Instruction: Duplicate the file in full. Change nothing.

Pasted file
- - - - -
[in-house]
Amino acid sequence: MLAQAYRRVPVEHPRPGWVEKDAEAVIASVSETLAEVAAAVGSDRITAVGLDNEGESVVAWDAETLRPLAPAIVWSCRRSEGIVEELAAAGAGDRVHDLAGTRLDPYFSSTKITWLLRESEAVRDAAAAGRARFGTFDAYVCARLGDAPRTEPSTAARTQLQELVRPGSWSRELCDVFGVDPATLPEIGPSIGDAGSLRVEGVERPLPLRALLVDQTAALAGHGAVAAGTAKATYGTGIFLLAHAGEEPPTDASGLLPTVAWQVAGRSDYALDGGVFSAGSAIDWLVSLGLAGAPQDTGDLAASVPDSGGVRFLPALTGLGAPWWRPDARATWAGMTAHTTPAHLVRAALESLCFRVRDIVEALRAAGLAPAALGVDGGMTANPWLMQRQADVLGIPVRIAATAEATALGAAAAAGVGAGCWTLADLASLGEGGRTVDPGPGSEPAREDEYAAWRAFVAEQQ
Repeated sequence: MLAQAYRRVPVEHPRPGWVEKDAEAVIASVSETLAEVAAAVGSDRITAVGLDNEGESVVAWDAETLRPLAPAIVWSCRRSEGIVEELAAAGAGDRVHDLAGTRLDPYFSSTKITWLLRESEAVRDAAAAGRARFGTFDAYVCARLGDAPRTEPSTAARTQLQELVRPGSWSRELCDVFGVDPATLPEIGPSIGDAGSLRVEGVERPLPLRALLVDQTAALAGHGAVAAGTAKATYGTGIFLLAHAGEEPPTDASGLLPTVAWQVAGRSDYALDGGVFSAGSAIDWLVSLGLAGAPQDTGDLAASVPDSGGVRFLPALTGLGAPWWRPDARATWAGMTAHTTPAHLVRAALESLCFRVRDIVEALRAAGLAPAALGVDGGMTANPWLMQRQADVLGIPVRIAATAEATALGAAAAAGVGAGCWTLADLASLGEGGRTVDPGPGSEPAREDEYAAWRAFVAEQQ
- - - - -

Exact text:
[in-house]
Amino acid sequence: MLAQAYRRVPVEHPRPGWVEKDAEAVIASVSETLAEVAAAVGSDRITAVGLDNEGESVVAWDAETLRPLAPAIVWSCRRSEGIVEELAAAGAGDRVHDLAGTRLDPYFSSTKITWLLRESEAVRDAAAAGRARFGTFDAYVCARLGDAPRTEPSTAARTQLQELVRPGSWSRELCDVFGVDPATLPEIGPSIGDAGSLRVEGVERPLPLRALLVDQTAALAGHGAVAAGTAKATYGTGIFLLAHAGEEPPTDASGLLPTVAWQVAGRSDYALDGGVFSAGSAIDWLVSLGLAGAPQDTGDLAASVPDSGGVRFLPALTGLGAPWWRPDARATWAGMTAHTTPAHLVRAALESLCFRVRDIVEALRAAGLAPAALGVDGGMTANPWLMQRQADVLGIPVRIAATAEATALGAAAAAGVGAGCWTLADLASLGEGGRTVDPGPGSEPAREDEYAAWRAFVAEQQ
Repeated sequence: MLAQAYRRVPVEHPRPGWVEKDAEAVIASVSETLAEVAAAVGSDRITAVGLDNEGESVVAWDAETLRPLAPAIVWSCRRSEGIVEELAAAGAGDRVHDLAGTRLDPYFSSTKITWLLRESEAVRDAAAAGRARFGTFDAYVCARLGDAPRTEPSTAARTQLQELVRPGSWSRELCDVFGVDPATLPEIGPSIGDAGSLRVEGVERPLPLRALLVDQTAALAGHGAVAAGTAKATYGTGIFLLAHAGEEPPTDASGLLPTVAWQVAGRSDYALDGGVFSAGSAIDWLVSLGLAGAPQDTGDLAASVPDSGGVRFLPALTGLGAPWWRPDARATWAGMTAHTTPAHLVRAALESLCFRVRDIVEALRAAGLAPAALGVDGGMTANPWLMQRQADVLGIPVRIAATAEATALGAAAAAGVGAGCWTLADLASLGEGGRTVDPGPGSEPAREDEYAAWRAFVAEQQ